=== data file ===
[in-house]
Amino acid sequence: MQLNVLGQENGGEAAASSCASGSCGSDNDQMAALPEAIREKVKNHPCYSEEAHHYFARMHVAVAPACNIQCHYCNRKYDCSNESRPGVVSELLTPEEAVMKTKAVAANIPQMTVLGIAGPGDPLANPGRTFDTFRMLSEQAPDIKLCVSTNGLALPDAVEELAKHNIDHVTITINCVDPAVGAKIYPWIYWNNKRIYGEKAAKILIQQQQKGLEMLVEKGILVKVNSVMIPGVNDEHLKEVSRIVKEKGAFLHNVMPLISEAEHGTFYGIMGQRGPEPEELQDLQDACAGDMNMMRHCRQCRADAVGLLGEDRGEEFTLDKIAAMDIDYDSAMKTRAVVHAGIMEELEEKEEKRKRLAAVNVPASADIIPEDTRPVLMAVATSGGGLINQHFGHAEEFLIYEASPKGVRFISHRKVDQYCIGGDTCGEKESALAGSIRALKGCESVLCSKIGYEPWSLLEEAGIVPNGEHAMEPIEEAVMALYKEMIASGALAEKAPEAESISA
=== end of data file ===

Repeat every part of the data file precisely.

[in-house]
Amino acid sequence: MQLNVLGQENGGEAAASSCASGSCGSDNDQMAALPEAIREKVKNHPCYSEEAHHYFARMHVAVAPACNIQCHYCNRKYDCSNESRPGVVSELLTPEEAVMKTKAVAANIPQMTVLGIAGPGDPLANPGRTFDTFRMLSEQAPDIKLCVSTNGLALPDAVEELAKHNIDHVTITINCVDPAVGAKIYPWIYWNNKRIYGEKAAKILIQQQQKGLEMLVEKGILVKVNSVMIPGVNDEHLKEVSRIVKEKGAFLHNVMPLISEAEHGTFYGIMGQRGPEPEELQDLQDACAGDMNMMRHCRQCRADAVGLLGEDRGEEFTLDKIAAMDIDYDSAMKTRAVVHAGIMEELEEKEEKRKRLAAVNVPASADIIPEDTRPVLMAVATSGGGLINQHFGHAEEFLIYEASPKGVRFISHRKVDQYCIGGDTCGEKESALAGSIRALKGCESVLCSKIGYEPWSLLEEAGIVPNGEHAMEPIEEAVMALYKEMIASGALAEKAPEAESISA